Avoiding Clichéd Descriptions

Let’s clear the air: clichés are the vampires of creative writing—they suck the life out of your prose! In this next tip, you’re going to learn how to sharpen your writing stakes and banish those pesky clichés once and for all.

What Is a Cliché?

Ever read something like “he was as fast as lightning,” or “her eyes sparkled like diamonds”? Congratulations, you’ve encountered clichés! Originally a fresh, creative way to express an idea, clichés have been overused so much in language and writing that they’ve become trite, predictable, and, let’s face it, pretty boring.

Why Clichéd Descriptions Are Bad

Like an overcooked steak, clichés can leave a bad taste in your reader’s mouths as their eyes roll back in their heads. They signal a lack of originality and can make your story feel generic. After all, your readers are looking for a unique journey, not a repeat of every book they’ve ever read!

Example of a Clichéd Description

Clichéd: “He had a heart of gold.”

Let’s give it a fresh spin: “His generosity was as boundless as the ocean, always willing to give, even if it meant going without.”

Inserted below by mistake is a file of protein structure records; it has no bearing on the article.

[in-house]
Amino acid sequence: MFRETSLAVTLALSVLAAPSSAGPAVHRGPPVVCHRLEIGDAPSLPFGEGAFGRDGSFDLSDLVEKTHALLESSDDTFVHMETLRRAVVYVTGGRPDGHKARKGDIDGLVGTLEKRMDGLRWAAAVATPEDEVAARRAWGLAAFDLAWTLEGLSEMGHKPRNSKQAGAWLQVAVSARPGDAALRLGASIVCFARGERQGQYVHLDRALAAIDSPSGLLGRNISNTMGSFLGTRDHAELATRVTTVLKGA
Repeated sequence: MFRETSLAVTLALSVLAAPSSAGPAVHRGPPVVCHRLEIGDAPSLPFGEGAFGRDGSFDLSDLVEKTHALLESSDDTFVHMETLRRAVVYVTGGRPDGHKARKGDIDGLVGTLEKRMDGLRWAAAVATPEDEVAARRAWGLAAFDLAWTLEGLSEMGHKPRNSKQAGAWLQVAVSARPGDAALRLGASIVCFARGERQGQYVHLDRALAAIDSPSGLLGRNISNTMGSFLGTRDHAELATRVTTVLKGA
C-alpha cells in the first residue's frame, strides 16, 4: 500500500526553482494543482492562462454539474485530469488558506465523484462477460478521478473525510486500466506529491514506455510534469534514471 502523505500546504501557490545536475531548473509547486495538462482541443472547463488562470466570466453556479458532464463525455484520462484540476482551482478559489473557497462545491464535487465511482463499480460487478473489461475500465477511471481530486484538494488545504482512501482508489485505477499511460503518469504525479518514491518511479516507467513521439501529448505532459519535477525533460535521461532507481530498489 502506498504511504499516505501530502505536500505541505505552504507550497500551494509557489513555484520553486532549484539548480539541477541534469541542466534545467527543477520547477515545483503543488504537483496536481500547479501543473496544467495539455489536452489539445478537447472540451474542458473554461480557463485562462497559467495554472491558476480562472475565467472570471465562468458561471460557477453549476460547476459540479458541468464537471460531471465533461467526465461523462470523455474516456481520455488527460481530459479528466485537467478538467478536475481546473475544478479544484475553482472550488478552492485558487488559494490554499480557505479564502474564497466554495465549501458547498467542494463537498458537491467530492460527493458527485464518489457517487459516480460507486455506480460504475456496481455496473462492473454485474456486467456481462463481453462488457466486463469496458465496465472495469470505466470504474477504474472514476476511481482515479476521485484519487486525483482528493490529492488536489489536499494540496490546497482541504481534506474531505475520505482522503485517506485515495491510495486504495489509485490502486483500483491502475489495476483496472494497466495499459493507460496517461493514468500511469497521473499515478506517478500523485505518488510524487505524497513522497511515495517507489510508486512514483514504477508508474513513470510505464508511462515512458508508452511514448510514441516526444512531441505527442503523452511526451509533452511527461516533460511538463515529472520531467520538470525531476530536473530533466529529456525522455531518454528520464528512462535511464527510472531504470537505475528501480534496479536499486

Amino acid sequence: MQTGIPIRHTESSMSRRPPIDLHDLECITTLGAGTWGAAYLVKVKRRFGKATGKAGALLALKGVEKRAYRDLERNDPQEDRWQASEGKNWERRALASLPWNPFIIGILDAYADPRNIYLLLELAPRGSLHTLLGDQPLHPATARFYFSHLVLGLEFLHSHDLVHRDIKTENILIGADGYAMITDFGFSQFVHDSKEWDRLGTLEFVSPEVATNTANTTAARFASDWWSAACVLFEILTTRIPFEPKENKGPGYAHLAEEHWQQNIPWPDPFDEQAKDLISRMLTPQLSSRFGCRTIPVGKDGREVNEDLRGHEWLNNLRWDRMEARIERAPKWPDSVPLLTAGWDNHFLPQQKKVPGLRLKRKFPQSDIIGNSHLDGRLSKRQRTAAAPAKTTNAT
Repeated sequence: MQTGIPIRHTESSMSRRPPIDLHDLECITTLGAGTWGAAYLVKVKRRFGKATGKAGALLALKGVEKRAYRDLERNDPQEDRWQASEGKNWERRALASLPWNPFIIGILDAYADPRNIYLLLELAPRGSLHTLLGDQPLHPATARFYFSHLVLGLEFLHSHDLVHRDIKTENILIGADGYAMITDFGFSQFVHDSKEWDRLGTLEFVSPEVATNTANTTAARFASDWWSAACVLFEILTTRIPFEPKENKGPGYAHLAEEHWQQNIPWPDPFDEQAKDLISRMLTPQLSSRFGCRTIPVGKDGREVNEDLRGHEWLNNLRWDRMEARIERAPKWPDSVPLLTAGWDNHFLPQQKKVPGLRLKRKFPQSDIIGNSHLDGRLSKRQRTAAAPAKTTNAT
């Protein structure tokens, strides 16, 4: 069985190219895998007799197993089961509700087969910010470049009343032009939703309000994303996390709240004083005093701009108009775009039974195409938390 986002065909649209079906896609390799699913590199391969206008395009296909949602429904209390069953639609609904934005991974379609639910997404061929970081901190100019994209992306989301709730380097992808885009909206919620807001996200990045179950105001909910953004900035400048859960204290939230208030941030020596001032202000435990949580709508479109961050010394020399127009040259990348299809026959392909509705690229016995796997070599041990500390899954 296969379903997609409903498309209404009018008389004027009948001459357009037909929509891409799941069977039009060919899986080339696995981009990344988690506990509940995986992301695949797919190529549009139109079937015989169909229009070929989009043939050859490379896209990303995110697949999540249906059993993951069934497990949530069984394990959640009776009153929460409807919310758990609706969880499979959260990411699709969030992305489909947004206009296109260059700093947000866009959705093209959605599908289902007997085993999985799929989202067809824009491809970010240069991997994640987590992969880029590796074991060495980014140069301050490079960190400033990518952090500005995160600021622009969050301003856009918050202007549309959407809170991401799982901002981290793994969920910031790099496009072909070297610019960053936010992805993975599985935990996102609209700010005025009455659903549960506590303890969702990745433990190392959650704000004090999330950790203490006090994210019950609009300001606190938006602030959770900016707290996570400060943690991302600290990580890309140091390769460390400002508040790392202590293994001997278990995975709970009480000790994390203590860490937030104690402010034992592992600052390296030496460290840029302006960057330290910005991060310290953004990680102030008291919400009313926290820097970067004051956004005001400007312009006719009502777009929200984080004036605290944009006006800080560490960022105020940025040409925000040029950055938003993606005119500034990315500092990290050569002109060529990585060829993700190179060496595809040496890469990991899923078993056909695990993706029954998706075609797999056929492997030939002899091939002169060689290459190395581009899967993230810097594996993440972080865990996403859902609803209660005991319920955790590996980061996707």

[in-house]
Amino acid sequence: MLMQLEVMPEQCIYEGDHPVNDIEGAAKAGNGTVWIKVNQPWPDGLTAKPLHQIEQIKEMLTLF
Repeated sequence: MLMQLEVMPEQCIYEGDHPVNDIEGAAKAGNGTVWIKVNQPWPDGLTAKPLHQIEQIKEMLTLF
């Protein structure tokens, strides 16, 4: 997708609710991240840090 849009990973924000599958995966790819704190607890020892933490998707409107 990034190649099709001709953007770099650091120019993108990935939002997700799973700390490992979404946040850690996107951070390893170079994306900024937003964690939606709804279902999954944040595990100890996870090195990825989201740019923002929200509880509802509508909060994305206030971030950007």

Can you feel the difference? The clichéd version is predictable and lacks emotion. The revised version paints a more vivid picture of the character’s generosity.

Ways to Avoid Clichéd Descriptions

  1. Be aware: Recognize common clichés so you can spot them in your writing.
  2. Be original: Try to find fresh, unique ways to express familiar concepts.
  3. Be specific: Vague descriptions often lead to clichés. Dig deeper into the specifics.
  4. Read a lot: The more you read, the more you’re exposed to different ways of describing similar things.

Avoiding clichéd descriptions will ensure that your narrative stands out, engaging your reader with fresh and unexpected imagery. Remember, in writing, it’s often the road less traveled that makes all the difference.